- The Kuleshov Effect- Halim
2. The Kuleshov Effect- Manikin
The Kuleshov effect was created in the year 1920 by a soviet film maker named Lev Kuleshov which delt with editing and the illusion of cause and effect (“Lev Kuleshov Experiment”). What he did was that he filmed a man with a blank, neutral expression and then cut to various things that this man was ‘looking’ at which would change the feeling the man would feel. For example, Kuleshov cut between the man’s face and soup which the audience could perceive as the man is hungry. He then cut from the man’s face to a woman which expresses his feelings of desire. Even though his facial expression is same, Kuleshov wants to let the audience know that what is cut next effects the cut before as well. Below is the original Kuleshov effect:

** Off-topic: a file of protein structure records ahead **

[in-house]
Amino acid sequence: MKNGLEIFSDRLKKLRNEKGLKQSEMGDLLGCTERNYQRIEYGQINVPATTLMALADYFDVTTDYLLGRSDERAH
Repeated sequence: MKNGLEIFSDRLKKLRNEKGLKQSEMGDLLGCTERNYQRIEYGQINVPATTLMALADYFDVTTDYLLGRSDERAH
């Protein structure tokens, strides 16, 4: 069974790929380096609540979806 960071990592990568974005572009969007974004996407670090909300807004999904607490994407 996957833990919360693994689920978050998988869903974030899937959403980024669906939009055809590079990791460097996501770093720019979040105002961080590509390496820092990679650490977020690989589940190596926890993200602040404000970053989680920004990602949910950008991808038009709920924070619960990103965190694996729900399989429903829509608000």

Moving on, with the items that my partner and I had, we decided to do something similar as well. Some items that we used was a shoe, an old flip phone, a nintendo, a candle, a ‘used’ tissue, and a boy. For example, cutting from a person to a phone might be that they are waiting urgently for a call. Also, we made a second Kuleshov effect with a manikins head as well.
4. Works Cited
“Kuleshov Effect / Effetto Kuleshov.” YouTube. YouTube, n.d. Web. 29 Nov. 2015. <https://www.youtube.com/watch?v=_gGl3LJ7vHc>.
“Lev Kuleshov Experiment.” Lights Film School. N.p., n.d. Web. 29 Nov. 2015. <http://www.lightsfilmschool.com/articles/lev_kuleshov/>.